Slavery and enslavement are both the state and the condition of being a slave—someone forbidden to quit one's service for an enslaver, and who is treated by the enslaver as property. Slavery typically involves slaves being made to perform some form of work while also having their location or residence dictated by the enslaver. Many historical cases of enslavement occurred as a result of breaking the law, becoming indebted, or suffering a military defeat; other forms of slavery were instituted along demographic lines such as Racism, race. Slaves may be kept in bondage for life or for a fixed period of time, after which they would be Manumission, granted freedom. Although slavery is usually involuntary and involves coercion, there are also cases where people voluntary slavery, voluntarily enter into slavery to pay a debt or earn money due to poverty. In the course of human history, slavery was a typical feature of civilization, and was legal in most societies, but it is no ...
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John Locke
John Locke (; 29 August 1632 – 28 October 1704) was an English philosopher and physician, widely regarded as one of the most influential of Enlightenment thinkers and commonly known as the "father of liberalism". Considered one of the first of the British empiricists, following the tradition of Francis Bacon, Locke is equally important to social contract theory. His work greatly affected the development of epistemology and political philosophy. His writings influenced Voltaire and Jean-Jacques Rousseau, and many Scottish Enlightenment thinkers, as well as the American Revolutionaries. His contributions to classical republicanism and liberal theory are reflected in the United States Declaration of Independence. Internationally, Locke’s political-legal principles continue to have a profound influence on the theory and practice of limited representative government and the protection of basic rights and freedoms under the rule of law. Locke's theory of mind is of ...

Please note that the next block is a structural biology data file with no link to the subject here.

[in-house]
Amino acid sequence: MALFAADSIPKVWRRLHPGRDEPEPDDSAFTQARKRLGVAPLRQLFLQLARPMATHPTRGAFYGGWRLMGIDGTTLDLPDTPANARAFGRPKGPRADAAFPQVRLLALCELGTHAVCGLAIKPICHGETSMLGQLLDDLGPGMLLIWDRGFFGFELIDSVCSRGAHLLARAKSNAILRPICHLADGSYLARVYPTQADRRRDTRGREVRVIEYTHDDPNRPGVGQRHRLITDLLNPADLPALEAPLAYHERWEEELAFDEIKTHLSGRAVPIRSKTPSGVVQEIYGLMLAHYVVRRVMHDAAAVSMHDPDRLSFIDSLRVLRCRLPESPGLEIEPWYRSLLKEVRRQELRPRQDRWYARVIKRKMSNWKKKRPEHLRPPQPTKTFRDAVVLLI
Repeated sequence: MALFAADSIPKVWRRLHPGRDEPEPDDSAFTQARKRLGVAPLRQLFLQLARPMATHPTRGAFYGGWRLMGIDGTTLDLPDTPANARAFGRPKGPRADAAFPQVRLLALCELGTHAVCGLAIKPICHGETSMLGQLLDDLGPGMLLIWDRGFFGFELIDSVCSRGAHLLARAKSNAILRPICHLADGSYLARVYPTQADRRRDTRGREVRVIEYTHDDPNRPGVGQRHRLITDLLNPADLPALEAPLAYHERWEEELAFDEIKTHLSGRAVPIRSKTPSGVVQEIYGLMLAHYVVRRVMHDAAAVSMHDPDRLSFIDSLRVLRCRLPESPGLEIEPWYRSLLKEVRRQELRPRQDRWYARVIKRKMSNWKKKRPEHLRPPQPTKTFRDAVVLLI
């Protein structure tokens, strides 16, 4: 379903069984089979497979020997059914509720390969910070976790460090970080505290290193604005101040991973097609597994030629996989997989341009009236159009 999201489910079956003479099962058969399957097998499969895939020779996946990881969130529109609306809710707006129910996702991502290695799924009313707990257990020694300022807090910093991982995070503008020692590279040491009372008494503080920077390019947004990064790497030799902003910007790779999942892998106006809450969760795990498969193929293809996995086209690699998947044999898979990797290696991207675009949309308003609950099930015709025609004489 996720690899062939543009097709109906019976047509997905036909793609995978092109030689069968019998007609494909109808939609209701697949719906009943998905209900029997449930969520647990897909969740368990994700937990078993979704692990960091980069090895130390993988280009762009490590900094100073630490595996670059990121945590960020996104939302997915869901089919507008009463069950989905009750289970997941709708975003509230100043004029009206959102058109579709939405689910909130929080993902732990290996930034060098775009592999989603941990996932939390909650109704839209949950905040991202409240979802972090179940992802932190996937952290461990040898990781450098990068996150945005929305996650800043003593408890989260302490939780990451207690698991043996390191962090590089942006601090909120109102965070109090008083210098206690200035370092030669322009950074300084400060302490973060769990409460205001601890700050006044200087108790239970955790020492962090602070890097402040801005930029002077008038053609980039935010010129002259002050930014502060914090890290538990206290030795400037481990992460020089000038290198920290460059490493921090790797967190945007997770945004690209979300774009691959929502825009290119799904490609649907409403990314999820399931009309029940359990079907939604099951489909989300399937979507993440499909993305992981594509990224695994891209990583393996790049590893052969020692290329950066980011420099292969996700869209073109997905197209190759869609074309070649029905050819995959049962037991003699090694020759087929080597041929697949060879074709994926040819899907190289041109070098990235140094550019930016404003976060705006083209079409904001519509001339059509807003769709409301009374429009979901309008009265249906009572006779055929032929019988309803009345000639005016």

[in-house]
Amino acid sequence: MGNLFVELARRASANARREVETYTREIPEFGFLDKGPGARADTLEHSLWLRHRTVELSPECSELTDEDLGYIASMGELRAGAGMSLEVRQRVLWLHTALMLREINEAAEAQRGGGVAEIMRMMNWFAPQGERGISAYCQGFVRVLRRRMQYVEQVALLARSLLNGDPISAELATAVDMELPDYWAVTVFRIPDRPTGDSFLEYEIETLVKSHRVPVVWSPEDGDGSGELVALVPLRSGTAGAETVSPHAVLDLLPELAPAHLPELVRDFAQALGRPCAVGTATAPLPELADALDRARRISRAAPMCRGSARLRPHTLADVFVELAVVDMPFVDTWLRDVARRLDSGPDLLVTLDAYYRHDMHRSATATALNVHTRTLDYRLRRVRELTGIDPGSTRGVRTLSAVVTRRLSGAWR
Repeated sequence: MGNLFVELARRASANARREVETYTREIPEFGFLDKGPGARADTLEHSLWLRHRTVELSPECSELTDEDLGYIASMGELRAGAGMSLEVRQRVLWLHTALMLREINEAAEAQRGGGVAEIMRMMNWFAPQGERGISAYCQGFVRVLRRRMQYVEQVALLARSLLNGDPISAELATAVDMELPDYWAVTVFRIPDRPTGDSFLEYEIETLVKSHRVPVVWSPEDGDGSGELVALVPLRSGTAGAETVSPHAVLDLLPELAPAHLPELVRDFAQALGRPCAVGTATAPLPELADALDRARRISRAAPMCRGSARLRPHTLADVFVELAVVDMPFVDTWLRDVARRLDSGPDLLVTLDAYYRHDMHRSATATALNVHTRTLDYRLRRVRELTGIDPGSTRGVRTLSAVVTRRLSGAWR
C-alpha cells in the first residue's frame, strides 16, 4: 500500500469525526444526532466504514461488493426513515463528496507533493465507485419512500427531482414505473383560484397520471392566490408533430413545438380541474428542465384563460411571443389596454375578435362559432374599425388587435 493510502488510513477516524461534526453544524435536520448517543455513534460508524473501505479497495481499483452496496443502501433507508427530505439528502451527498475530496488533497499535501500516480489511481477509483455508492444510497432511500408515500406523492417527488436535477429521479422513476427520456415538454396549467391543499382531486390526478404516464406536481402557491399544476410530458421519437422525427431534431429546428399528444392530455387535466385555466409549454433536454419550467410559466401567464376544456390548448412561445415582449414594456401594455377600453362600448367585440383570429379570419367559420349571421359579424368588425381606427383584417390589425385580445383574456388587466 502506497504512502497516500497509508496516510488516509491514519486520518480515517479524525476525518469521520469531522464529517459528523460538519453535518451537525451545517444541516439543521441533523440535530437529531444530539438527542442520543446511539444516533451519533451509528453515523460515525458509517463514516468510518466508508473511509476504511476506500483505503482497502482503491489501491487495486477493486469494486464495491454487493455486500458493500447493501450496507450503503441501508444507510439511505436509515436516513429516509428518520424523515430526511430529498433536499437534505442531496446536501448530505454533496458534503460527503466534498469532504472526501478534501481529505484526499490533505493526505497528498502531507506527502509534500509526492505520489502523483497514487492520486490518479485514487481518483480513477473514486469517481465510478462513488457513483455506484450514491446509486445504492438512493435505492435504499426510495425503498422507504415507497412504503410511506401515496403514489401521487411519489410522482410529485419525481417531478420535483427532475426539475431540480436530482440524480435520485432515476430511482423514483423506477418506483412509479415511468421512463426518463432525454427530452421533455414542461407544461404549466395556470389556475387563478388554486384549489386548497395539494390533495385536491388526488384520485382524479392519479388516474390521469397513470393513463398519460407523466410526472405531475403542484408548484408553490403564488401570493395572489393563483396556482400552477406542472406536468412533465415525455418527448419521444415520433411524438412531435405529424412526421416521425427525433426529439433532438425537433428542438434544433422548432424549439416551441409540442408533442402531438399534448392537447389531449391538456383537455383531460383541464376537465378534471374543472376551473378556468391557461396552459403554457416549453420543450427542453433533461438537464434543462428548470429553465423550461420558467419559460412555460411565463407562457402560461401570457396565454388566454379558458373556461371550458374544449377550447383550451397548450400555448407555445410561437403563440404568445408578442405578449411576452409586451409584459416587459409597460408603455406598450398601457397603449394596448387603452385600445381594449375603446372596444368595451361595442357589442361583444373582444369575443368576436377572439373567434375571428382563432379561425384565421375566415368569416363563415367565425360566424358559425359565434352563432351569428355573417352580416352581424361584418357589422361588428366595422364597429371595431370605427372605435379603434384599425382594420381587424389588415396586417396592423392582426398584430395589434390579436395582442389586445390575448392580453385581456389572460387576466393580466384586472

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Age Of Enlightenment
The Age of Enlightenment or the Enlightenment; german: Aufklärung, "Enlightenment"; it, L'Illuminismo, "Enlightenment"; pl, Oświecenie, "Enlightenment"; pt, Iluminismo, "Enlightenment"; es, La Ilustración, "Enlightenment" was an intellectual and philosophical movement that dominated Europe in the 17th and 18th centuries with global influences and effects. The Enlightenment included a range of ideas centered on the value of human happiness, the pursuit of knowledge obtained by means of reason and the evidence of the senses, and ideals such as liberty, progress, toleration, fraternity, and constitutional government. The Enlightenment was preceded by the Scientific Revolution and the work of Francis Bacon, John Locke, and others. Some date the beginning of the Enlightenment to the publication of René Descartes' ''Discourse on the Method'' in 1637, featuring his famous dictum, ''Cogito, ergo sum'' ("I think, therefore I am"). Others cite the publication of Isaac ...
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Natural Law